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Cannabinoids are emerging as promising antitumor drugs. However, complete tumor eradication solely by cannabinoid therapy remains challenging. In this study, we developed a far-red light activatable cannabinoid prodrug, which allows for tumor-specific and combinatory cannabinoid and photodynamic therapy. This prodrug consists of a phthalocyanine photosensitizer (PS), reactive oxygen species (ROS)-sensitive linker, and cannabinoid. It targets the type-2 cannabinoid receptor (CB2R) overexpressed in various types of cancers. Upon the 690-nm light irradiation, the PS produces cytotoxic ROS, which simultaneously cleaves the ROS-sensitive linker and subsequently releases the cannabinoid drug. We found that this unique multifunctional prodrug design offered dramatically improved therapeutic efficacy, and therefore provided a new strategy for targeted, controlled, and effective antitumor cannabinoid therapy.
(2018) COPYRIGHT Society of Photo-Optical Instrumentation Engineers (SPIE).
Metformin is a first-line drug for the treatment of individuals with type 2 diabetes, yet its precise mechanism of action remains unclear. Metformin exerts its antihyperglycemic action primarily through lowering hepatic glucose production (HGP). This suppression is thought to be mediated through inhibition of mitochondrial respiratory complex I, and thus elevation of 5'-adenosine monophosphate (AMP) levels and the activation of AMP-activated protein kinase (AMPK), though this proposition has been challenged given results in mice lacking hepatic AMPK. Here we report that the AMP-inhibited enzyme fructose-1,6-bisphosphatase-1 (FBP1), a rate-controlling enzyme in gluconeogenesis, functions as a major contributor to the therapeutic action of metformin. We identified a point mutation in FBP1 that renders it insensitive to AMP while sparing regulation by fructose-2,6-bisphosphate (F-2,6-P), and knock-in (KI) of this mutant in mice significantly reduces their response to metformin treatment. We observe this during a metformin tolerance test and in a metformin-euglycemic clamp that we have developed. The antihyperglycemic effect of metformin in high-fat diet-fed diabetic FBP1-KI mice was also significantly blunted compared to wild-type controls. Collectively, we show a new mechanism of action for metformin and provide further evidence that molecular targeting of FBP1 can have antihyperglycemic effects.
Pharmacologic arm-selective unfolded protein response (UPR) signaling pathway activation is emerging as a promising strategy to ameliorate imbalances in endoplasmic reticulum (ER) proteostasis implicated in diverse diseases. The small molecule (2-hydroxy-5-methylphenyl)-3-phenylpropanamide () was previously identified (
Plate et al., 2016) to preferentially activate the ATF6 arm of the UPR, promoting protective remodeling of the ER proteostasis network. Here we show that -dependent ATF6 activation requires metabolic oxidation to form an electrophile that preferentially reacts with ER proteins. Proteins covalently modified by include protein disulfide isomerases (PDIs), known to regulate ATF6 activation. Genetic depletion of PDIs perturbs -dependent induction of the ATF6-target gene, , implicating covalent modifications of PDIs in the preferential activation of ATF6 afforded by treatment with . Thus, is a pro-drug that preferentially activates ATF6 signaling through a mechanism involving localized metabolic activation and selective covalent modification of ER resident proteins that regulate ATF6 activity.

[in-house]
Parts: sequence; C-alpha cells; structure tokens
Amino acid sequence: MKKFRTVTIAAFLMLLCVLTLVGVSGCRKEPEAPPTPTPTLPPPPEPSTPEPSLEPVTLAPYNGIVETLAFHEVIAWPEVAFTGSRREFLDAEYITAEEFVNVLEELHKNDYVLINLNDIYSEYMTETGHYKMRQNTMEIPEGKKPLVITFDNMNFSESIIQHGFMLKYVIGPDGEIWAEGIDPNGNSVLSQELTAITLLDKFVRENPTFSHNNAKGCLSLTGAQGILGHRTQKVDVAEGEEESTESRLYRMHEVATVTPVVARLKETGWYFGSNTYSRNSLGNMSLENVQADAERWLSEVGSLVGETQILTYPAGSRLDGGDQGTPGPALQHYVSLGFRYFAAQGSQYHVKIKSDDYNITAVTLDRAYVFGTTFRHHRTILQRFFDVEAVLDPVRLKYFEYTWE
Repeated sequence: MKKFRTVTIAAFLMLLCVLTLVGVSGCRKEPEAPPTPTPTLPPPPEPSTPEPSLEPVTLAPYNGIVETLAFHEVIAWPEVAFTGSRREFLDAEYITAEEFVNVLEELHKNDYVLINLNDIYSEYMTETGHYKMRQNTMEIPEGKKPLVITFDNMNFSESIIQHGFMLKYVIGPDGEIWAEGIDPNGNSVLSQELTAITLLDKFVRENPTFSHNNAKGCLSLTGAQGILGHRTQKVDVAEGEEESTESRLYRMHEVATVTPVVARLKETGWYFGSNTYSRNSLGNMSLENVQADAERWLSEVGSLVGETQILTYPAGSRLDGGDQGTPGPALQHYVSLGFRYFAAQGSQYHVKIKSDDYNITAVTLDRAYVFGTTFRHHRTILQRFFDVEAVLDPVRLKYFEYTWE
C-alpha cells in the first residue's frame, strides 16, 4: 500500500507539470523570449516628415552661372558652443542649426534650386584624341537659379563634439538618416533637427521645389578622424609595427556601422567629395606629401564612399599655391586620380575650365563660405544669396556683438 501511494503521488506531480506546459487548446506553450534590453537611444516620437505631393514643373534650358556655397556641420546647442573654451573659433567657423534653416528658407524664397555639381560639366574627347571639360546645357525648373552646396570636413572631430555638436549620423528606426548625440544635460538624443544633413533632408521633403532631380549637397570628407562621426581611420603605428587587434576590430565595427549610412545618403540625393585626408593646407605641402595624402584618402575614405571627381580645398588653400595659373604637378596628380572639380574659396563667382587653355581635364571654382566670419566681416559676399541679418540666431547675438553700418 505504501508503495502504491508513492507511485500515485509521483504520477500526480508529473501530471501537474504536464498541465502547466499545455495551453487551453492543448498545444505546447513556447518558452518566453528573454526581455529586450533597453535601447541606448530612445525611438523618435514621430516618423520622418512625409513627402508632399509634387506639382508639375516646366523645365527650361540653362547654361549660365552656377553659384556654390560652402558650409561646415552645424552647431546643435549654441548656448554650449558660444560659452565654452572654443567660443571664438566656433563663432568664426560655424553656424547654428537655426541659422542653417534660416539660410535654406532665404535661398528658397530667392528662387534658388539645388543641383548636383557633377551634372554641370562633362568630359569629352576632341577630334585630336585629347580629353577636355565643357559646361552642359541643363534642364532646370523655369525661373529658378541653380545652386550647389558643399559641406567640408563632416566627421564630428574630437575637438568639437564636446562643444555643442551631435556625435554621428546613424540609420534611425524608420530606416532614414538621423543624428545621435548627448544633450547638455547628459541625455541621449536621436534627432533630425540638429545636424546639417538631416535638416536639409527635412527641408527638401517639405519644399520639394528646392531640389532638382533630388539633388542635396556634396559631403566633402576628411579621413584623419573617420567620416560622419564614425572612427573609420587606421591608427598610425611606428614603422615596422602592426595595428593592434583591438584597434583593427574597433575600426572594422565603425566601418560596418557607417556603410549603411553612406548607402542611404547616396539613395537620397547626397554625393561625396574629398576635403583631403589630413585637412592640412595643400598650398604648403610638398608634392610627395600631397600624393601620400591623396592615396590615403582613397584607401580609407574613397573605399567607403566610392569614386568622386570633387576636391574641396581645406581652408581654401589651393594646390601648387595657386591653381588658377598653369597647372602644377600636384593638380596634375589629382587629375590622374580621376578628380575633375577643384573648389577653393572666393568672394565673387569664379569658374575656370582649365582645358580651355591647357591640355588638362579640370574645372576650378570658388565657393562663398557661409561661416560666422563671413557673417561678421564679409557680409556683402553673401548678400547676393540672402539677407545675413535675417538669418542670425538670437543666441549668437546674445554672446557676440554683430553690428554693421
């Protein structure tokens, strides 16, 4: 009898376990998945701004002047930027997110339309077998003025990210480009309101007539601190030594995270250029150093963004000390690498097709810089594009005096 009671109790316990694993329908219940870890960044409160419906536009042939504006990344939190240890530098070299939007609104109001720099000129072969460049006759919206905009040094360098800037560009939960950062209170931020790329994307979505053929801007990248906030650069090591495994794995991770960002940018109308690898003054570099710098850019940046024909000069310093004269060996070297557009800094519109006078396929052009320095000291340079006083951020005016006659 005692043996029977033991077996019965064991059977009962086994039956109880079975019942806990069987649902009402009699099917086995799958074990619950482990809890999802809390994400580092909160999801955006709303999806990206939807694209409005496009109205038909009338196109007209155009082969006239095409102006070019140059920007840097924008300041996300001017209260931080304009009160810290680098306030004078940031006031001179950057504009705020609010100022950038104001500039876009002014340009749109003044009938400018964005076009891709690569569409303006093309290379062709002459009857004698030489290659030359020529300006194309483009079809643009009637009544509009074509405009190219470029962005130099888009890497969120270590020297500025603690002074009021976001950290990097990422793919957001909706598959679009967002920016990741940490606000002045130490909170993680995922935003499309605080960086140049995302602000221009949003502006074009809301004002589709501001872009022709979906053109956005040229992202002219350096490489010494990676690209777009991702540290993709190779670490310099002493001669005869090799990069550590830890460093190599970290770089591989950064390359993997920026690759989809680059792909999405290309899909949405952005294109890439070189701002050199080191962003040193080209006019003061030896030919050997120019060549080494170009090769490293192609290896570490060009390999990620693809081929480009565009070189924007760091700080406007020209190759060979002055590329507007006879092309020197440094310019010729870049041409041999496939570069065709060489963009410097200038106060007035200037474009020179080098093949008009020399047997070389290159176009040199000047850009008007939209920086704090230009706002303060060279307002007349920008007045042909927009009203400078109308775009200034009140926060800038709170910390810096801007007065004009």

© 2018, Paxman et al.
Heart failure affects ≈5.7 million people in the United States alone. Angiotensin-converting enzyme inhibitors, angiotensin receptor blockers, β-blockers, and aldosterone antagonists have improved mortality in patients with heart failure and reduced ejection fraction, but mortality remains high. In July 2015, the US Food and Drug Administration approved the first of a new class of drugs for the treatment of heart failure: Valsartan/sacubitril (formerly known as LCZ696 and currently marketed by Novartis as Entresto) combines the angiotensin receptor blocker valsartan and the neprilysin inhibitor prodrug sacubitril in a 1:1 ratio in a sodium supramolecular complex. Sacubitril is converted by esterases to LBQ657, which inhibits neprilysin, the enzyme responsible for the degradation of the natriuretic peptides and many other vasoactive peptides. Thus, this combined angiotensin receptor antagonist and neprilysin inhibitor addresses 2 of the pathophysiological mechanisms of heart failure: activation of the renin-angiotensin-aldosterone system and decreased sensitivity to natriuretic peptides. In the Prospective Comparison of ARNI With ACEI to Determine Impact on Global Mortality and Morbidity in Heart Failure (PARADIGM-HF) trial, valsartan/sacubitril significantly reduced mortality and hospitalization for heart failure, as well as blood pressure, compared with enalapril in patients with heart failure, reduced ejection fraction, and an elevated circulating level of brain natriuretic peptide or N-terminal pro-brain natriuretic peptide. Ongoing clinical trials are evaluating the role of valsartan/sacubitril in the treatment of heart failure with preserved ejection fraction and hypertension. We review here the mechanisms of action of valsartan/sacubitril, the pharmacological properties of the drug, and its efficacy and safety in the treatment of heart failure and hypertension.
© 2016 American Heart Association, Inc.
Chemotherapeutics such as doxorubicin (DOX) and paclitaxel (PXL) have dose-limiting systemic toxicities, including cardiotoxicity and peripheral neuropathy. Delivery strategies to minimize these undesirable effects are needed and could improve efficacy, while reducing patient morbidity. Here, DOX and PXL were conjugated to a nanodendron (ND) through an MMP9-cleavable peptide linker, producing two new therapies, ND2(DOX) and ND2(PXL), designed to improve delivery specificity to the tumor microenvironment and reduce systemic toxicity. Comparative cytotoxicity assays were performed between intact ND-drug conjugates and the MMP9 released drug in cell lines with and without MMP9 expression. While ND2(DOX) was found to lose cytotoxicity due to the modification of DOX for conjugation to the ND; ND2(PXL) was determined to have the desired properties for a prodrug delivery system. ND2(PXL) was found to be cytotoxic in MMP9-expressing mouse mammary carcinoma (R221A-luc) (53%) and human breast carcinoma (MDA-MB-231) (66%) at a concentration of 50 nM (in PXL) after 48 h. Treating ND2(PXL) with MMP9 prior to the cytotoxicity assay resulted in a faster response; however, both cleaved and intact versions of the drug reached the same efficacy as the unmodified drug by 96 h in the R221A-luc and MDA-MB-231 cell lines. Further studies in modified Lewis lung carcinoma cells that either do (LLC(MMP9)) or do not (LLC(RSV)) express MMP9 demonstrate the selectivity of ND2(PXL) for MMP9. LLC(MMP9) cells were only 20% viable after 48 h of treatment, while LLC(RSV) were not affected. Inclusion of an MMP inhibitor, GM6001, when treating the LLC(MMP9) cells with ND2(PXL) eliminated the response of the MMP9 expressing cells (LLC(MMP9)). The data presented here suggests that these NDs, specifically ND2(PXL), are nontoxic until activated by MMP9, a protease common in the microenvironment of tumors, indicating that incorporation of chemotherapeutic or cytostatic agents onto the ND platform have potential for tumor-targeted efficacy with reduced in vivo systemic toxicities.